Specialty: Interior design, urban planning, residential multi- and single-family, commercial

Management: Jeff Bates, Charles Shugart, Shannon Shugart, principals

Year founded: 2006 (Shugart’s predecessor firm, Tecnikos Architecture/Interiors/Planning, founded 1991)

Headquarters: Seattle

Current projects: 65-unit $8 million condominium in University District; 40,000-square-foot $3.5 million manufacturing plant in Interbay; multi-block planning study in downtown Bellevue

Image courtesy Shugart/Bates
Shugart/Bates is seeking design review for Duncan Place, a 65-condo building in the U District.

Charles Shugart and Jeff Bates met in graduate school in New York City, where they learned that density is good.

Their goal is to prove that here.

“In Seattle, density has sometimes been seen as a negative thing,” said principal Jeff Bates of Shugart/Bates. “We’re trying to bring higher quality to it so people can see that (high-density) projects can be good additions to their neighborhoods.”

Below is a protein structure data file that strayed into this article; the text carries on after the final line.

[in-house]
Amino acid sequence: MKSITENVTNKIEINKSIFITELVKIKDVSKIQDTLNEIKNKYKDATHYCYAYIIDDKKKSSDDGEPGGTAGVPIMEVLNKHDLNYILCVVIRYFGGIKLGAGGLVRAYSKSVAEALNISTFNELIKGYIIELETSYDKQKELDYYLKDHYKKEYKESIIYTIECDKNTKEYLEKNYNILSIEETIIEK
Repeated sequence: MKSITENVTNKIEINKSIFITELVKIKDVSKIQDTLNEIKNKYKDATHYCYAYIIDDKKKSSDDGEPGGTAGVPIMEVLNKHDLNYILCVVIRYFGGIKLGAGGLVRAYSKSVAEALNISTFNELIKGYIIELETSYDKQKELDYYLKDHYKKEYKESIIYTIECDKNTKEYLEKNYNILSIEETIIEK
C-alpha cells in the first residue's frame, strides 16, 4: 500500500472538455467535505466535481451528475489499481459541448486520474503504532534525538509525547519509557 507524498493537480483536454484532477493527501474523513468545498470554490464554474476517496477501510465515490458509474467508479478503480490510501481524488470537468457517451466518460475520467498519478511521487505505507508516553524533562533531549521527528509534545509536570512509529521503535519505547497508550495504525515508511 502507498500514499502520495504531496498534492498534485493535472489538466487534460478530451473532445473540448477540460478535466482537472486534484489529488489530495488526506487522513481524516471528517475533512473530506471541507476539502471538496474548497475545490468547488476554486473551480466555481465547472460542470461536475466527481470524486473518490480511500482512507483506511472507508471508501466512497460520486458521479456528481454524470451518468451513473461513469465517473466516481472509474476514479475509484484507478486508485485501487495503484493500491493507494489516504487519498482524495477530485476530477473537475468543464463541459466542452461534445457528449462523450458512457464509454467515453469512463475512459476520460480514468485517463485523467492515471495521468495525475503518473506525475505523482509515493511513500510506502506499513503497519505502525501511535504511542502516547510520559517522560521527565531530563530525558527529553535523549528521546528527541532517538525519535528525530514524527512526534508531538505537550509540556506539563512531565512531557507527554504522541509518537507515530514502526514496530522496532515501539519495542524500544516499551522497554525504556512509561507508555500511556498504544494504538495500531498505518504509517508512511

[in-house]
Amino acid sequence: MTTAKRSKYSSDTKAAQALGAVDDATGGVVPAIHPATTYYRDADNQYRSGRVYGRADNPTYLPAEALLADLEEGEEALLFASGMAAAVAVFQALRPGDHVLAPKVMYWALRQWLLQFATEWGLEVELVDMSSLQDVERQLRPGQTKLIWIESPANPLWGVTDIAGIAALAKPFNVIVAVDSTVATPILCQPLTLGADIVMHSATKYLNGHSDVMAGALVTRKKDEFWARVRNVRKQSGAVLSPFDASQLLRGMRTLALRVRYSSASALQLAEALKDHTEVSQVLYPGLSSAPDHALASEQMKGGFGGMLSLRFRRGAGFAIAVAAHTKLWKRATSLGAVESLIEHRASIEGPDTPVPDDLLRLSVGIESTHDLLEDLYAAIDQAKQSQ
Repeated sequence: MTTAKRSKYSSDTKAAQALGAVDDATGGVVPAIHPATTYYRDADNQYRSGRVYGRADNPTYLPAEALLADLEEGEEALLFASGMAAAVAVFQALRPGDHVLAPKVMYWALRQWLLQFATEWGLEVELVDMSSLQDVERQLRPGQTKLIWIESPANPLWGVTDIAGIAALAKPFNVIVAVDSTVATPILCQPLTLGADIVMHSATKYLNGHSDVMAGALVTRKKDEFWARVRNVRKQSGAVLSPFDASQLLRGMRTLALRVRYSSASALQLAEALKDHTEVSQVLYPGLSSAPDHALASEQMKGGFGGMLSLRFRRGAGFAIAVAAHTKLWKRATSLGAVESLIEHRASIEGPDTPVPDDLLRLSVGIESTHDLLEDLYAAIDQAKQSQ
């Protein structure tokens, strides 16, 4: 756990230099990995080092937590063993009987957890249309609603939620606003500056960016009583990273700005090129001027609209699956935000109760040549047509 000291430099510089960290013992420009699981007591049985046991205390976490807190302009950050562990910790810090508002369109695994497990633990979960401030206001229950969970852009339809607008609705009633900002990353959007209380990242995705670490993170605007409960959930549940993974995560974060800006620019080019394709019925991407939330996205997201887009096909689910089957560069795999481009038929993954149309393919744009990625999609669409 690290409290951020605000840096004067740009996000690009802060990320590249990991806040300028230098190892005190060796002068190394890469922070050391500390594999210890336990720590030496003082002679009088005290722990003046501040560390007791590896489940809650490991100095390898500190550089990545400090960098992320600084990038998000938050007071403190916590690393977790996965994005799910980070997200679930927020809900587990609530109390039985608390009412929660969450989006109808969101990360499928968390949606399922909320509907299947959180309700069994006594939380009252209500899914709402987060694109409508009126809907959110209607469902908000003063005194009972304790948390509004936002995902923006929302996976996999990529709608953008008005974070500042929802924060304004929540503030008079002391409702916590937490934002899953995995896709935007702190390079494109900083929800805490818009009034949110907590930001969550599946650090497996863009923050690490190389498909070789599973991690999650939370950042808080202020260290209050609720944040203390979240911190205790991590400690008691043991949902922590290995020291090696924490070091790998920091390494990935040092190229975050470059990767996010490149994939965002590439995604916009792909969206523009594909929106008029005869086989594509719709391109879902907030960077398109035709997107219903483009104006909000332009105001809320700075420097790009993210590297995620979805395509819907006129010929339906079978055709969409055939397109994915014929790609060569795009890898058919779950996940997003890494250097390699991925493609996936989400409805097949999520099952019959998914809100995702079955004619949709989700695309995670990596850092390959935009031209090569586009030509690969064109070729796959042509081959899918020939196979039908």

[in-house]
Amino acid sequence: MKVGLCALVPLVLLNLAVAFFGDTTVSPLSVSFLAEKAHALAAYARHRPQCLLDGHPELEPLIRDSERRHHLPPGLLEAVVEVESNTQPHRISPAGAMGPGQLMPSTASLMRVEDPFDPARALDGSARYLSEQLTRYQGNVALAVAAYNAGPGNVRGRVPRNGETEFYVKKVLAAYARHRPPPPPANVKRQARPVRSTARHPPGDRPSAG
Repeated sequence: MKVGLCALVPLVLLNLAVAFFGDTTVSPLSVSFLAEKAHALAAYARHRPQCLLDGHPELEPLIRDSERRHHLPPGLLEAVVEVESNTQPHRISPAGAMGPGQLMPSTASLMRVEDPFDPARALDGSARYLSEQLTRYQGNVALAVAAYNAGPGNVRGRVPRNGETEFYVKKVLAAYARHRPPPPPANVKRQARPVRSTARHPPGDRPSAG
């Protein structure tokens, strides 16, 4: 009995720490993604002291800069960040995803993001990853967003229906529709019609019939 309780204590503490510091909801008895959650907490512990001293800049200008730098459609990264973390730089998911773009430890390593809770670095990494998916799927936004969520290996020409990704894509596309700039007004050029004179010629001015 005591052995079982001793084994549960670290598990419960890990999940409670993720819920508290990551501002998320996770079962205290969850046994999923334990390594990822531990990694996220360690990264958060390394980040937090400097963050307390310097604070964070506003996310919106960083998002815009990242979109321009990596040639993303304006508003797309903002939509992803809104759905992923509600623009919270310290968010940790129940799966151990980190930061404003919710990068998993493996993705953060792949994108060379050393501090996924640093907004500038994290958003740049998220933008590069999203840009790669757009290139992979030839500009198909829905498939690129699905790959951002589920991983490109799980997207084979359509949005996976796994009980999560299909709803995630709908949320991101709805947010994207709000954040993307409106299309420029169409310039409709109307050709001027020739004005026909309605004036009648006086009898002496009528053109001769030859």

Small infill is hot

Bates is confident that the market for the small-scale infill projects his firm specializes in will continue to grow. That’s partly because of the demands of the Growth Management Act, and partly because the market for large-scale projects is very risky right now.

“Costs for large scale projects have been (accelerating) at a very rapid rate because of the demand for concrete and steel,” Bates said. “We’re very lucky beca

use a lot of our mid-density projects are made of wood. And we’ve seen declines in the recent price of lumber.” Shugart/Bates has several such projects in Fremont and Queen Anne.

Infill in the suburbs

Bates said he thinks the density trend is even taking hold in Bellevue, where Shugart/Bates is doing a planning study for several city blocks downtown.

“It has not been a walkable city,” he said, “but that is going to change.”

Bates said he thinks that Bellevue — and other post-war suburbs like it — may be in for a bigger transition than Seattle. And his firm is ready to help.

“Architects dismiss the suburbs and the Eastside,” he said. “We see a huge opportunity.”

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